Technology is all about painstaking simplification, driven often by a desire for order and predictability, which produces complex – and unpredictable – effects. It's a kind of mania for short-cuts which leads to enormous and irreversible detours. Now this is my business in a nutshell … Imagine a world where every desire can be instantly frustrated, indeed where every desire can be guaranteed to arise precisely customised to the means for its dissatisfaction, where every expectation will be immediately, and yet unexpectedly thwarted … Technology cannot fail to bring about this world, since this would be a universe brought fully under control, consistent with the very nature of technology. (Dexter 1996)
      The entirety of the phenomenon we call ubicomp is underpinned by network infrastructure, server farms and Big Data. Like the cinema and the automobile, computing and digital communication has created entirely new industries and professional contexts. In the case of the automobile, the most obvious novelty was the emergence of automobile mass production itself. Further thought brings to mind the manufacturers of special parts – brake parts, engine parts, and the like. But beyond this horizon the automobile economy ramifies in all directions – mineral extraction and materials production, the oil industry, the rubber industry. The modern automobile has evolved symbiotically with the development of civil engineering and roadmaking and this in turn has had a huge effect on the shapes of our cities and towns. In the case of the cinema, the convergence in the second half of the 19th century, of several emerging technologies – photography, precision machining, chemical engineering, mass-produced optics, and electricity – to name the most obvious – led to the emergence of entirely new socio-economic phemomena, the most obvious being film studios and production facilities, with new career paths from cinematographer to producer to stuntman to 'special effects'. So it is with ubiquitous computing and it's complement, the internet.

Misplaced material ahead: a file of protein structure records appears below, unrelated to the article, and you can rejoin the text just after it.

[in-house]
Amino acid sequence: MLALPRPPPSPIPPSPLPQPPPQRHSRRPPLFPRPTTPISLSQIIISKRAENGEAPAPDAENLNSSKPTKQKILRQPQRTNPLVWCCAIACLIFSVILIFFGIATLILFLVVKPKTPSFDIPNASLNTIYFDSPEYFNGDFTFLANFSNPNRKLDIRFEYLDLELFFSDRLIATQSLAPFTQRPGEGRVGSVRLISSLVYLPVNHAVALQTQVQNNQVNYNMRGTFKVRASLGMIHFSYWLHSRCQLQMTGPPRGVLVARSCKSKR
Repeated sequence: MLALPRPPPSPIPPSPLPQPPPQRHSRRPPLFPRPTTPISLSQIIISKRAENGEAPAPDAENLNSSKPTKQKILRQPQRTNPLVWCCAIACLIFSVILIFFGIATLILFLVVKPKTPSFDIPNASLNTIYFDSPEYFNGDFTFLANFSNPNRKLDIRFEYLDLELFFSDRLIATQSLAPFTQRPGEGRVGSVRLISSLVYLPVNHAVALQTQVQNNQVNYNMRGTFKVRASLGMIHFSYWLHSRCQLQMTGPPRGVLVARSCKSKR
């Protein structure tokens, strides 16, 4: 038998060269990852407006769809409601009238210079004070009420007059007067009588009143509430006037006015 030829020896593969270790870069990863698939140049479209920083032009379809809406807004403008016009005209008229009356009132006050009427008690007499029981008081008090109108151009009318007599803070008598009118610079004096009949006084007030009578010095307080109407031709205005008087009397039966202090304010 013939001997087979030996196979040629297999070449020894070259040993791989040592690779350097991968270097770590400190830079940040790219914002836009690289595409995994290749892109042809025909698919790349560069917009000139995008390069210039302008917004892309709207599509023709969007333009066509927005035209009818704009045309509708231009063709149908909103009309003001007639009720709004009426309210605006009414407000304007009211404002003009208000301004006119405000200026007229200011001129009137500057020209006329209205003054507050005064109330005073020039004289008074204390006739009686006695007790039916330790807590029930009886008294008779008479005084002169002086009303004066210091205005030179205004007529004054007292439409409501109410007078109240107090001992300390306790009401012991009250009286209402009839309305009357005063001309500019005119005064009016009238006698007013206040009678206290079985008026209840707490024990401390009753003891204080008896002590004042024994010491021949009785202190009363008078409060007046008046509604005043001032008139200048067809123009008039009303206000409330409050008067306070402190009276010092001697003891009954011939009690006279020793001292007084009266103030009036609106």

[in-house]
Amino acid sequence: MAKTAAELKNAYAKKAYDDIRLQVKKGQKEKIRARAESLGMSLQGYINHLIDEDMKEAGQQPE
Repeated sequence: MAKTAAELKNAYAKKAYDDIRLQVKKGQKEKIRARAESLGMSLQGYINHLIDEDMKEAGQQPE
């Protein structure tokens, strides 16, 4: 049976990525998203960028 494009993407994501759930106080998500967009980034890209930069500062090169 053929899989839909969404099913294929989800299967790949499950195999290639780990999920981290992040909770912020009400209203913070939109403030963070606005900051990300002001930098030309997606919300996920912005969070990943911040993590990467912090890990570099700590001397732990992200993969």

It is in the spirit of such holistic overviews that I here address ubiquitous computing and related matters. My goal in this paper is to draw attention to a range of 'big picture' issues pertaining to infrastructure, energy and resource use and socio-economic integration – centering on questions of sustainability and civil rights, touching upon some theoretical and historical issues where relevant.

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Emergence, Agency and Interaction – notes from the field.

Artificial Life. Vol. 21 No. 3. Special issue on Artificial Life Art. MIT Press. 2015

This paper describes the development of several interactive installations and robotic artworks developed through the 90s and the technological, theoretical and discursive context in which those works arose. The main works discussed in this paper are Petit Mal (1989-95), Sympathetic Sentience (1996-7), Fugitive I (1996-7), Traces (1998-9), and Fugitive II (2001-4) – full documentation at (www.simonpenny.net/works). These works were motivated by a critical analysis of cognitivist computer science, which contrasted with notions of embodied experience arising from the arts. The works address questions of agency and interaction, informed by Cybernetics and Artificial Life.

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Artificial Life

The Johns Hopkins Encyclopedia of Digital Textuality. 2014